The College Archives serves as the recorded memory of Davidson College and its surroundings and as such is an important part of its community, providing cultural, official, and unofficial history. As the largest demographic at the college, the documentation of student work and diversified student experiences is of paramount importance to the accurate representation of the college's story.
You and your collaborators need to sign a "Deed of Gift" to donate student group records, but before completing this form, you may want to consider the following questions:
It depends! Some examples include: meeting minutes, posters, pamphlets, basic webpages, protest statements, photographs, oral history interviews, and scrapbooks. We try to collect materials that are representative of the organization and useful for future researchers so that means many of these decisions start with you!
We ask individuals to make appointments so we can ensure someone is here when you deliver physical records to the Rare Book Room on the second floor of E.H. Little Library. If possible, we would prefer materials to be arranged in labeled boxes, envelopes, or folders (depending on the size of your collection) with an inventory and we are happy to help you with this! We have a supply of boxes and folders you would be able to use. The goal is to ensure your records are easily identifiable as a grouping.
The archives currently offers two options for the donation of digital records depending on the service you are most familiar with or are comfortable using.
The first option is a folder transfer using Google Drive. This process will look different depending on your organization's record keeping practices, so we recommend making an appointment to go over logistics.
The second option is receiving an invite to add files to a Dropbox folder. This process will look different depending on your organization's record keeping practices, so we recommend making an appointment to go over logistics.
It depends! Our open collections are accessible to all members of the college community, as well as outside researchers. If you have concerns about who can access the records of your organization, see question 5.
You have several options. We do not collect materials with student grades or disciplinary information, so those materials would need to be removed before donating. If there are individuals who are not comfortable with their name being in the record, you can "redact" or "remove" those names from the record (sometimes this is as simple as physically blacking out a name in the minutes). You can also request certain records to be "restricted" meaning only certain people could access them or no one can access them. Another way to restrict records is to close them for a limited time period e.g. 25 years. We can work with you to determine access restrictions throughout the donation process.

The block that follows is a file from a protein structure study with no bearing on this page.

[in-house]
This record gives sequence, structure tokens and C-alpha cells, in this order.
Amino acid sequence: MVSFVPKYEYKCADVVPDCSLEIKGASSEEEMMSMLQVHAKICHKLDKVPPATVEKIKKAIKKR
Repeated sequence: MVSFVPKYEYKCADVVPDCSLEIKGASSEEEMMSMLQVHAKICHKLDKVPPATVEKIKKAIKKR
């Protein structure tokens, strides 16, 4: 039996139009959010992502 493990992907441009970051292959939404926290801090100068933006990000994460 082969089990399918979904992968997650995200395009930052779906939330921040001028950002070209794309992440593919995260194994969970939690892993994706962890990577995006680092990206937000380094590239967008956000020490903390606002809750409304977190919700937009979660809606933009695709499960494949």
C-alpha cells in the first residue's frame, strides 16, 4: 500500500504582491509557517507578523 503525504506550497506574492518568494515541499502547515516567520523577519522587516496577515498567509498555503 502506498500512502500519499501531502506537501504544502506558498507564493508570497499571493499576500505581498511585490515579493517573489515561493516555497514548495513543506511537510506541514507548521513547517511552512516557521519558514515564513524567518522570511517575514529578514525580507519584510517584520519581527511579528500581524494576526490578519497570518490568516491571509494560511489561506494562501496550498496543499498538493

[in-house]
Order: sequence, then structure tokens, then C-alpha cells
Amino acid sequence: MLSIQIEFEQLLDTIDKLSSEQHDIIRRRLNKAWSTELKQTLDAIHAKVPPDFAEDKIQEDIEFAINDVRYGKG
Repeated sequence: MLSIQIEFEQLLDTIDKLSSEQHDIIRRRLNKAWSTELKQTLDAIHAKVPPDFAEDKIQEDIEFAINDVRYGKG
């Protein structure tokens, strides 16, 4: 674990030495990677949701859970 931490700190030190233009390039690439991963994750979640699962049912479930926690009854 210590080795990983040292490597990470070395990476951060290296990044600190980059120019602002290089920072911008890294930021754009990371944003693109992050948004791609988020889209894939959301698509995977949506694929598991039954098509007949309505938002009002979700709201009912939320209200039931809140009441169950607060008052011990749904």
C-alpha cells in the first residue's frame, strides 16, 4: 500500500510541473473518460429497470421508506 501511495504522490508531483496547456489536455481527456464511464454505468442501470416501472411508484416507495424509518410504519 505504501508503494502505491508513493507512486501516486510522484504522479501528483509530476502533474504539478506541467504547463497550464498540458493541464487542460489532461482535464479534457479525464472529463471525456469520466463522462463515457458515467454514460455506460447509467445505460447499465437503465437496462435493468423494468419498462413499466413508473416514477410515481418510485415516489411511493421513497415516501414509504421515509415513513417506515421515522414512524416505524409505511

No. The archives collects "inactive" materials meaning no other edits are to be made and the records no longer need to be immediately accessed.
It depends. A good question to ask would be who created the records? Are we able to contact them and get permissions? Under who's authority were the records created?
It depends. Sometimes the processing of a collection takes several years. Individuals are sometimes able to access unprocessed materials, but there can be a waiting period before collections are completely organized with a finding aid online. We're happy to have a volunteer from the organization process the papers after the donation has been completed (or even before).
You own your work so you have the authority to sign over copyright. We typically ask for this because a major tenant of archival practice is "access." When an archives has copyright, we become the sole entity responsible for maintaining the integrity of materials (transferring items to new formats - i.e. cassette tapes converted to mp3 files), as well as giving individuals permission to access and/or publish materials. This is how you are able to use materials from over 100 years ago, today - someone gave the archives the right to grant that access.
If you are uncomfortable with transferring copyright to the archives, you can complete our Creative Commons Deed of Gift form. With this form, you retain the rights to your materials, meaning that when someone wants to quote and publish from the records, they will contact you or your organization directly for permission. It would also mean that researchers could not publish pieces of this work in for-profit mediums (like books, etc.) without your expressed permission.
It depends! We recommend donating records on an annual basis to account for membership changes and organizational transitions.